Some landmark albums released during the past year are at least tangentially related to progressive rock. In all probability, my personal award of most played album of the year should go to Black Country Communion’s 2, a more mature, well-rounded effort than its barnstorming predecessor. Thanks to the Glenn Hughes-led quartet, classic hard rock is undergoing a renaissance, with a recognizable yet subtly updated sound. BCC guitarist Joe Bonamassa’s latest opus, Dust Bowl, while not revolutionary in any sense, features scintillating guitar and soulful vocals in its modern treatment of time-honoured blues modes. In a completely different vein, Kate Bush’s ninth studio album (not counting the rather controversial Director’s Cut, released a few months earlier), 50 Words for Snow, shows an artist that still possesses the ability and the power to surprise her followers. English contemporary classical ensemble North Sea Radio Orchestra’s I A Moon (one of the year’s biggest discoveries for me, thanks to a friend’s recommendation) offer a mesmerizing blend of Old-World folk, avant-garde and academic chamber music that is, in many ways, much more progressive than the slew of cookie-cutter acts so revered in prog circles.

Some other albums, while not quite making the cut, have attracted enough of my interest, and are very much worth checking out: AltrOck releases Sanhedrin’s Ever After, Abrete Gandul’s Enjambre Sismico, Humble Grumble’s Flanders Fields, Factor Burzaco’s II and October EquusSaturnal, Ozric TentaclesPaper Monkeys, CopernicusCipher and Decipher, and From.uz’s Quartus Artifactus; for the more conservatively-minded listeners, The AnabasisBack From Being Gone, La Coscienza di Zeno’s self-titled debut, and TCP’s Fantastic Dreamer also deserve a mention. There have also been a number of albums that, even though heard superficially, and mainly in the final weeks of the year, have left enough of an impression to make me want to write about them at some point – chief among those, Discipline’s To Shatter All Accord.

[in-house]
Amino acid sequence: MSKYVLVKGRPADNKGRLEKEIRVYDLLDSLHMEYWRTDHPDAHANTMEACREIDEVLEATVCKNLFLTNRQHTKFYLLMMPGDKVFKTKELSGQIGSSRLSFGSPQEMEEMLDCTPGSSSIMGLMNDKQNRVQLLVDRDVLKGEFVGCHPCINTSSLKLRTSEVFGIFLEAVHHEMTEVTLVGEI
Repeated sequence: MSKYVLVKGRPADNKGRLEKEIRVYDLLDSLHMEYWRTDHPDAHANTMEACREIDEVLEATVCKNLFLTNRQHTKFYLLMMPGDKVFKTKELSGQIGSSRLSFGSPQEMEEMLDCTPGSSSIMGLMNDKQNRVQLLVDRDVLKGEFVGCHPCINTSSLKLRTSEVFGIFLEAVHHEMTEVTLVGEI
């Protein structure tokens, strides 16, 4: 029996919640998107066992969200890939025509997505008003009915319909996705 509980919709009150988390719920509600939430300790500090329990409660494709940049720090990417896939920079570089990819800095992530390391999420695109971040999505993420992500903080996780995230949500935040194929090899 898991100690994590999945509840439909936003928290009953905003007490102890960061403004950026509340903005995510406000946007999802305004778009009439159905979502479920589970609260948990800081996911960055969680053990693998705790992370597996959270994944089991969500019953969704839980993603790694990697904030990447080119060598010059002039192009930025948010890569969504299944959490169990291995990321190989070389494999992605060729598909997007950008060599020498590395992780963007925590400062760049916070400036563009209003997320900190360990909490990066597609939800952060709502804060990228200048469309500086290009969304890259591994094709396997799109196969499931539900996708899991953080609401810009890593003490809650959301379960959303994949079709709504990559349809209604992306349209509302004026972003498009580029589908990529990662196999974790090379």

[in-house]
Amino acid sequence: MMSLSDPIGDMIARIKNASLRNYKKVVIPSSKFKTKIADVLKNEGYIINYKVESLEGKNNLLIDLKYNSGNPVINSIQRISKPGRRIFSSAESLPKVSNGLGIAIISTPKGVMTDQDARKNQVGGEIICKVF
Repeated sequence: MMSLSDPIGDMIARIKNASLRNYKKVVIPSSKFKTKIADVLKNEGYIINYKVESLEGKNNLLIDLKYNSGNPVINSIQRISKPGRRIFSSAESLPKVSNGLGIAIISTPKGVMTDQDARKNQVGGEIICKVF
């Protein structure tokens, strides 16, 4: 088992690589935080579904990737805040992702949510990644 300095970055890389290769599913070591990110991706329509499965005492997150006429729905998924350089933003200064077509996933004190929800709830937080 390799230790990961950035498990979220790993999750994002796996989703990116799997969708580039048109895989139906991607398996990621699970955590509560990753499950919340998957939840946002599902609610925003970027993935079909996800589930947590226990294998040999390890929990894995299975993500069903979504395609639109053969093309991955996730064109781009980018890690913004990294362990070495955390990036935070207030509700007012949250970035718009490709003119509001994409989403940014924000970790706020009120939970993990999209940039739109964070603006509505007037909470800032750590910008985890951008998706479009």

As I anticipated at the opening of this essay, my readers will be sure to notice some glaring omissions from this overview. The most noticeable ones  are probably Jakszyk Fripp CollinsA Scarcity of Miracles and Steven Wilson’s Grace for Drowning – undoubtedly two of the most highly rated releases of the year. Unfortunately, in spite of repeated listens, neither album has yet clicked with me, even if I clearly perceive their very high standard of quality. Though I hesitate to use the term “disappointment”, The DecemberistsThe King Is Dead did not resonate with me in the same way as its predecessors; its songs, however, acquired a new dimension when performed live.

Some other high-profile 2011 releases have failed to register on my personal meter. Such is the case of Opeth’s Heritage, Karmakanic’s In a Perfect World, and White Willow’s Terminal Twilight – all excellent albums, but lacking in that undefinable “something” that would kindle my enthusiasm. Others (such as Wobbler’s acclaimed Rites at Dawn or Glass Hammer’s Cor Cordium), though in no way displeasing to the ear, are too staunchly, unabashedly retro to truly impress,. As to YesFly from Here (possibly the year’s most eagerly awaited release), I am not ashamed to admit that I have refused to listen to it – even though I own most of the band’s back catalogue, and their earlier albums get regular spins in my player. With up-and-coming acts struggling to get their music across, I believe that spending too much time on the interpersonal dynamics of a band that do not particularly need to be supported is quite detrimental to the scene as a whole.